Essay on Yay this is how we do

Submitted By sanikasahasra
Words: 563
Pages: 3

This is how we do. Answers: 1)3 2) 4 ) goats 9) seventeensed in literature by the 1860s.[4]

According to the Oxford English Dictionary, hello is an alteration of hallo, hollo,[5] which came from Old High German "halâ, holâ, emphatic imperative of halôn, holôn to fetch, used especially in hailing a ferryman."[6] It also connects the development of hello to the influence of an earlier form, holla, whose origin is in the French holà (roughly, 'whoa there!', from French là 'there').[7] As in addition to hello, halloo,[8] hallo, hollo, hullo and (rarely) hillo also exist as variants or related words, the word can be spelt using any of all five vowels.[citation needed]

The use of hello as a telephone greeting has been credited to Thomas Edison; according to one source, he expressed his surprise with a misheard Hullo.[9] Alexander Graham Bell initially used Ahoy (as used on ships) as a telephone greeting.[10][11] However, in 1877, Edison wrote to T.B.A. David, the president of the Central District and Printing Telegraph Company of Pittsburgh:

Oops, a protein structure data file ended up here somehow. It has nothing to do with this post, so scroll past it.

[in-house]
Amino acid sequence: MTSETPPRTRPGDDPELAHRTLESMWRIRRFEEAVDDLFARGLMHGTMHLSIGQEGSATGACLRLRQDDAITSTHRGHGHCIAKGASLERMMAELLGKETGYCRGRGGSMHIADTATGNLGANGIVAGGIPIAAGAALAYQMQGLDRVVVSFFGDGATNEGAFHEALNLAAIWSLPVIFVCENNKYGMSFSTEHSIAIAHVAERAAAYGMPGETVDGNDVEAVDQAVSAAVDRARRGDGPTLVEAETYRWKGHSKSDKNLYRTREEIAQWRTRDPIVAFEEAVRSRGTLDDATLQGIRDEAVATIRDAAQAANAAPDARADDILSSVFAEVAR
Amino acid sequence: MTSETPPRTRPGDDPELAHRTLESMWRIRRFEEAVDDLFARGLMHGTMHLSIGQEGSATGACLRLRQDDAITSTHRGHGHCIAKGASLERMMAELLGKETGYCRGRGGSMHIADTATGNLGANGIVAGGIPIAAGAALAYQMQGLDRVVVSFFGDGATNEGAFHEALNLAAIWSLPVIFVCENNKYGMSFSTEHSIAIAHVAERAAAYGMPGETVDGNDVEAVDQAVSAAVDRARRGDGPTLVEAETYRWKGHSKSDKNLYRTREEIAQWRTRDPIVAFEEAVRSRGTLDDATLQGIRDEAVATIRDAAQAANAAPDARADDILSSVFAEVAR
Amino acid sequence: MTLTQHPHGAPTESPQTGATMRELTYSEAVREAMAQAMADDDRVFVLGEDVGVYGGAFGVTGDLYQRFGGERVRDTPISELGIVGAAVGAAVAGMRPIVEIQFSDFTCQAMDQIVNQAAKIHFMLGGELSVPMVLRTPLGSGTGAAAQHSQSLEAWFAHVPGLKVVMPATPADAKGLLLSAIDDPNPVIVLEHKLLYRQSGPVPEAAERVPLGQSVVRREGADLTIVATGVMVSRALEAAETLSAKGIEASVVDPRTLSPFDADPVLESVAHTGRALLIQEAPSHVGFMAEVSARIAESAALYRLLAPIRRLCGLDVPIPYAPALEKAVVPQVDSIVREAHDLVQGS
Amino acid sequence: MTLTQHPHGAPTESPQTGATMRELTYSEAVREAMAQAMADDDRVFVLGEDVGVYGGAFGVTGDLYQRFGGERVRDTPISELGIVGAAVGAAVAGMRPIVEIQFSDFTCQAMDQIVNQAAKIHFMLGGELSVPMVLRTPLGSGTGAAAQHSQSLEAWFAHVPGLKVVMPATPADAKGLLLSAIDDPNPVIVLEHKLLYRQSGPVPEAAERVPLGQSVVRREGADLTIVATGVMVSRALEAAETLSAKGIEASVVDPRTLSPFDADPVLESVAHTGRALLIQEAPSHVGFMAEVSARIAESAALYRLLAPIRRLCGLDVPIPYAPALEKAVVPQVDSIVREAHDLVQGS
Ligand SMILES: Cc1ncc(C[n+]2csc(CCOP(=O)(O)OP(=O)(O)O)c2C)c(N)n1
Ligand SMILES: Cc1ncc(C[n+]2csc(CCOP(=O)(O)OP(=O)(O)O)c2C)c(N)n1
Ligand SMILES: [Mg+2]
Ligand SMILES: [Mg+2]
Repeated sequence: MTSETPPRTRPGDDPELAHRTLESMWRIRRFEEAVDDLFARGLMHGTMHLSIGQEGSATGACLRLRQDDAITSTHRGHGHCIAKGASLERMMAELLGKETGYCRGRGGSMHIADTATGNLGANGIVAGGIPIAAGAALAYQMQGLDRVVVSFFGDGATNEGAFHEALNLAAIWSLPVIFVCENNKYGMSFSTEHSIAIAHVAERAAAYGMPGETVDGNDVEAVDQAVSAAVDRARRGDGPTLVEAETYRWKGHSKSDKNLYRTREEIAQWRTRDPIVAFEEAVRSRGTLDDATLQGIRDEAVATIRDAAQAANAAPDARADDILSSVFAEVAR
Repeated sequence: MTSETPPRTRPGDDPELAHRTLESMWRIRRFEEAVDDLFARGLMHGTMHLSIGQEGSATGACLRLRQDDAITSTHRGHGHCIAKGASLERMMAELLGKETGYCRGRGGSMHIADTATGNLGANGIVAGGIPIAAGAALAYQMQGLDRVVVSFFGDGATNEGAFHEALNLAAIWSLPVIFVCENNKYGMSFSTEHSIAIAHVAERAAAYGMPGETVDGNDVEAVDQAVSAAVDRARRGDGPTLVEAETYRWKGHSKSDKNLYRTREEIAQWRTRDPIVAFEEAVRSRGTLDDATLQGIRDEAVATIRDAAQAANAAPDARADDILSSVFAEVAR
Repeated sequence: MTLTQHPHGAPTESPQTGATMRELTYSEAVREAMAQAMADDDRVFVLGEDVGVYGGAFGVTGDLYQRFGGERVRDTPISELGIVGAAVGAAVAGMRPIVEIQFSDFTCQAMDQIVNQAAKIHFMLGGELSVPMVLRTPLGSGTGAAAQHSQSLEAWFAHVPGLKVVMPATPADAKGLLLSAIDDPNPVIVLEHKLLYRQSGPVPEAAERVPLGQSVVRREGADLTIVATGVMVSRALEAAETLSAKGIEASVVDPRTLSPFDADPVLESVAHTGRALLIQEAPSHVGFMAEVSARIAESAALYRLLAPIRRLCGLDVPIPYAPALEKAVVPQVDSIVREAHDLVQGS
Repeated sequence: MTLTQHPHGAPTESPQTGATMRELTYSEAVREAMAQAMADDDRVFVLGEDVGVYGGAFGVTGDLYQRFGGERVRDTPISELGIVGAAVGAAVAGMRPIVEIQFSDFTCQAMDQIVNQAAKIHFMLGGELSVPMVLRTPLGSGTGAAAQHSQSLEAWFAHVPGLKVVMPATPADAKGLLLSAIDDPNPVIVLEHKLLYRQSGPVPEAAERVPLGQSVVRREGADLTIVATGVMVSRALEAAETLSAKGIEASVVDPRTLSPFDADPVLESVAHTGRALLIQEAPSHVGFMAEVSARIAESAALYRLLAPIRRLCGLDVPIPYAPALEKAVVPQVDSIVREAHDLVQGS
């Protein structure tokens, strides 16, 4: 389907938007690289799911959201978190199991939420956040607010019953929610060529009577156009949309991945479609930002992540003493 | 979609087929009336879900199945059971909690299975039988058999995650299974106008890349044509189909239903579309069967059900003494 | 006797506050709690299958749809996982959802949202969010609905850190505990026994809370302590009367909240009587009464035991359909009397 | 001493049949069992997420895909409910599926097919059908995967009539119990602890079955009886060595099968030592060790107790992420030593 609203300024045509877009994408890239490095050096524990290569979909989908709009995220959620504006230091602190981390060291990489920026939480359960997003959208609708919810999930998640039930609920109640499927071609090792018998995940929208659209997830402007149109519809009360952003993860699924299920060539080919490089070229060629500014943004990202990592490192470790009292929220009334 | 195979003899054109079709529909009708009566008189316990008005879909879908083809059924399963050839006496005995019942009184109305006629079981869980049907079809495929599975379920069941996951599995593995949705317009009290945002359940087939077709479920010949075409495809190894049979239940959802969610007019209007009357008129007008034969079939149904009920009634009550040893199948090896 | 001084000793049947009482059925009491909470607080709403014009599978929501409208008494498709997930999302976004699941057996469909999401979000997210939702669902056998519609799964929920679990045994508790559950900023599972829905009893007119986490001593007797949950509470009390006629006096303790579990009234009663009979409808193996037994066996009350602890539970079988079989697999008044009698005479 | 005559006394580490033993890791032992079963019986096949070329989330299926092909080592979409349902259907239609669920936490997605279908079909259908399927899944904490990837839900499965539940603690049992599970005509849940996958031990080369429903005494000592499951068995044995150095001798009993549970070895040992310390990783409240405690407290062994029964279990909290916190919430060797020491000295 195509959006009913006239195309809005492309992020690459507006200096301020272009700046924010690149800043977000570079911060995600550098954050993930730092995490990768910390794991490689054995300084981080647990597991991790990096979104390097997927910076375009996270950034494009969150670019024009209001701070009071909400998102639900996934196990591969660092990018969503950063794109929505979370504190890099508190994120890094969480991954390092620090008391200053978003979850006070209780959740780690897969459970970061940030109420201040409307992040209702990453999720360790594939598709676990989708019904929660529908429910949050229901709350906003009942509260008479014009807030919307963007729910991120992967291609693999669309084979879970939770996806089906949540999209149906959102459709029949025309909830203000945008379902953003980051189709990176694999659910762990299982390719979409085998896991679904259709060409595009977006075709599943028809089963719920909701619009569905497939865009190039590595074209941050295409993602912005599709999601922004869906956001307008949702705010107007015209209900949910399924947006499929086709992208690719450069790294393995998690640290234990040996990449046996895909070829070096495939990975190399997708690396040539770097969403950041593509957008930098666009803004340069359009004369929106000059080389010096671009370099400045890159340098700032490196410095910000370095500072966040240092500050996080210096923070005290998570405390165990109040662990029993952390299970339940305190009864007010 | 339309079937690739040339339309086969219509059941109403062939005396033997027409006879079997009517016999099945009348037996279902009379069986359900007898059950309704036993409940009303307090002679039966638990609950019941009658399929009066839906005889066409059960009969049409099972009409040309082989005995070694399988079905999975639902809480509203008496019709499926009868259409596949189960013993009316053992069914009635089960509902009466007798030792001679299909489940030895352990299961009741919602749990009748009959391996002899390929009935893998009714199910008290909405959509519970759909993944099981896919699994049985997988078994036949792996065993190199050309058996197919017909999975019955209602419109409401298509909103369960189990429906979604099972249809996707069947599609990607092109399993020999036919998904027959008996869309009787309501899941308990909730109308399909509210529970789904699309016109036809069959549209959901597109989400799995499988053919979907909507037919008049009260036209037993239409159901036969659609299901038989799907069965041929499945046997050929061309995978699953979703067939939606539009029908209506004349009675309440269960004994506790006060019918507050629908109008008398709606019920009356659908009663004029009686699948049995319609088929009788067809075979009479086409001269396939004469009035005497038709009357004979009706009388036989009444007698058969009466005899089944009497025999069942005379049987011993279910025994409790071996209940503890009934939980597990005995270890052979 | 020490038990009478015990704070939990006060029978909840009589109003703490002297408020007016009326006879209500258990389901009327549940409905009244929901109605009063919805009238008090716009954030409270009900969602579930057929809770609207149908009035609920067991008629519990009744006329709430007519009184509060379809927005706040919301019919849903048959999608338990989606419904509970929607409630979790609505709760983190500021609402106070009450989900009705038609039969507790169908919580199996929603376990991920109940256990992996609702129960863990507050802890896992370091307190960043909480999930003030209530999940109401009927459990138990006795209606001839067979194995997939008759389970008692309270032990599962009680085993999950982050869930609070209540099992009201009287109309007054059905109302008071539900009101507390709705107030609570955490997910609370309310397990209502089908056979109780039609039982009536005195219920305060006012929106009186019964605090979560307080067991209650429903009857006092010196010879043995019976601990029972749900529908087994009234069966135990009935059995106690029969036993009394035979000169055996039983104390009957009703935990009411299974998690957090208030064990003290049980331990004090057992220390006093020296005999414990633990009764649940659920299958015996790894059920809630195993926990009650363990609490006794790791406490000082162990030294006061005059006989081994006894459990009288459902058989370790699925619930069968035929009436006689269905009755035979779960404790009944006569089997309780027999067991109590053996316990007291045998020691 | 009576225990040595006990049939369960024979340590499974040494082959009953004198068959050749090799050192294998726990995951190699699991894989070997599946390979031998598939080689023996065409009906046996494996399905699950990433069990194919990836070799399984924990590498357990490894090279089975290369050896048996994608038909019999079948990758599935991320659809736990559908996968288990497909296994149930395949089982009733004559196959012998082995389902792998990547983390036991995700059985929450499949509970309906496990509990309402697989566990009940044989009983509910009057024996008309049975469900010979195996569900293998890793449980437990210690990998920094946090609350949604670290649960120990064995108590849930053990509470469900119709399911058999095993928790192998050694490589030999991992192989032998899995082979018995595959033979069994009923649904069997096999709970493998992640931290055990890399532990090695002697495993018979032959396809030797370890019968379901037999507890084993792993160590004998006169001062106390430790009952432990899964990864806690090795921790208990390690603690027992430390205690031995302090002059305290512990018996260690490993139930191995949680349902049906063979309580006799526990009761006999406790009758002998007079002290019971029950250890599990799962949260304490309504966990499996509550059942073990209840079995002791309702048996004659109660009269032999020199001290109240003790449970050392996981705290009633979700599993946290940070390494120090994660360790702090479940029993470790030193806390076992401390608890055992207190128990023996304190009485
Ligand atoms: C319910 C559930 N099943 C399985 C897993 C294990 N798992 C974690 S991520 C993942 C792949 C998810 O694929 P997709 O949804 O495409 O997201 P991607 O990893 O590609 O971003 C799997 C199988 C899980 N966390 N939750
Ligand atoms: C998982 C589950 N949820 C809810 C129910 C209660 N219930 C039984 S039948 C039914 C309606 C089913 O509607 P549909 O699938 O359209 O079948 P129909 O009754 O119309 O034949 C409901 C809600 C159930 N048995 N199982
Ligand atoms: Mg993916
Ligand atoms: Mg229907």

Friend David, I do not think we shall need a call bell as Hello! can be heard 10 to 20 feet away.

What you think? Edison - P.S. first cost of sender & receiver to manufacture is only $7.00.[12]

By 1889, central telephone exchange operators were known as 'hello-girls' due to the association between the greeting and the telephone.[11]

ish literary magazine, established in London in 1817 with its full title being The Literary Gazette, and Journal of Belles Lettres, Arts, Sciences. Sometimes it appeared with the caption title, "London Literary Gazette". It was founded by the publisher Henry Colburn, who appointed the journalist and contributor William Jerdan as editor in July 1817. Jerdan wrote most of the articles and set the character of the magazine, as well as becoming a shareholder and eventually the owner. He retired in 1850, and the magazine ceased publication in 1863.[1]

The format of the magazine was always essentially the same, each issue consisting of about sixteen pages typeset in three columns. Illustrations were rarely included. The periodical would feature several book reviews, with the leading article being a book review occupying two or three pages. Feature